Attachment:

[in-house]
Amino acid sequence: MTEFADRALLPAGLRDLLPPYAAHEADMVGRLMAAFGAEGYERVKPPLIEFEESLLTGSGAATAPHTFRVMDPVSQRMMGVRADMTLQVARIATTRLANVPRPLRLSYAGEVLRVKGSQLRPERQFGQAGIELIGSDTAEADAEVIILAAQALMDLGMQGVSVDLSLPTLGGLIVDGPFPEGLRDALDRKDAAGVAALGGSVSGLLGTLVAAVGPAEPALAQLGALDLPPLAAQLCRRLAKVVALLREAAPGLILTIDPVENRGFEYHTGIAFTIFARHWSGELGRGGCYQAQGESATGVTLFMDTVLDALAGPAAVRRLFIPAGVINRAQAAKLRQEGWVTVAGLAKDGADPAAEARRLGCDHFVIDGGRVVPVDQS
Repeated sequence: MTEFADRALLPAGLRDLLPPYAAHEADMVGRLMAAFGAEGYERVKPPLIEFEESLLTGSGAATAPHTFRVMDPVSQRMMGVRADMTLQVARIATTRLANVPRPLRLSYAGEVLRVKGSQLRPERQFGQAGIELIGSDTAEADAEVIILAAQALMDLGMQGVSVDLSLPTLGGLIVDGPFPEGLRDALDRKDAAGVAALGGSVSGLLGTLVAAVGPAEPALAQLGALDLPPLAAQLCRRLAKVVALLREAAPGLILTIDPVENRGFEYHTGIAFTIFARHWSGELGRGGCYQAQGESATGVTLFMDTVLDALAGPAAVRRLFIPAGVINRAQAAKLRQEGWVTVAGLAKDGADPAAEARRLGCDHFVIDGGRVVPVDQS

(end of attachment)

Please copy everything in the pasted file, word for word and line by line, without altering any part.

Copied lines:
[in-house]
Amino acid sequence: MTEFADRALLPAGLRDLLPPYAAHEADMVGRLMAAFGAEGYERVKPPLIEFEESLLTGSGAATAPHTFRVMDPVSQRMMGVRADMTLQVARIATTRLANVPRPLRLSYAGEVLRVKGSQLRPERQFGQAGIELIGSDTAEADAEVIILAAQALMDLGMQGVSVDLSLPTLGGLIVDGPFPEGLRDALDRKDAAGVAALGGSVSGLLGTLVAAVGPAEPALAQLGALDLPPLAAQLCRRLAKVVALLREAAPGLILTIDPVENRGFEYHTGIAFTIFARHWSGELGRGGCYQAQGESATGVTLFMDTVLDALAGPAAVRRLFIPAGVINRAQAAKLRQEGWVTVAGLAKDGADPAAEARRLGCDHFVIDGGRVVPVDQS
Repeated sequence: MTEFADRALLPAGLRDLLPPYAAHEADMVGRLMAAFGAEGYERVKPPLIEFEESLLTGSGAATAPHTFRVMDPVSQRMMGVRADMTLQVARIATTRLANVPRPLRLSYAGEVLRVKGSQLRPERQFGQAGIELIGSDTAEADAEVIILAAQALMDLGMQGVSVDLSLPTLGGLIVDGPFPEGLRDALDRKDAAGVAALGGSVSGLLGTLVAAVGPAEPALAQLGALDLPPLAAQLCRRLAKVVALLREAAPGLILTIDPVENRGFEYHTGIAFTIFARHWSGELGRGGCYQAQGESATGVTLFMDTVLDALAGPAAVRRLFIPAGVINRAQAAKLRQEGWVTVAGLAKDGADPAAEARRLGCDHFVIDGGRVVPVDQS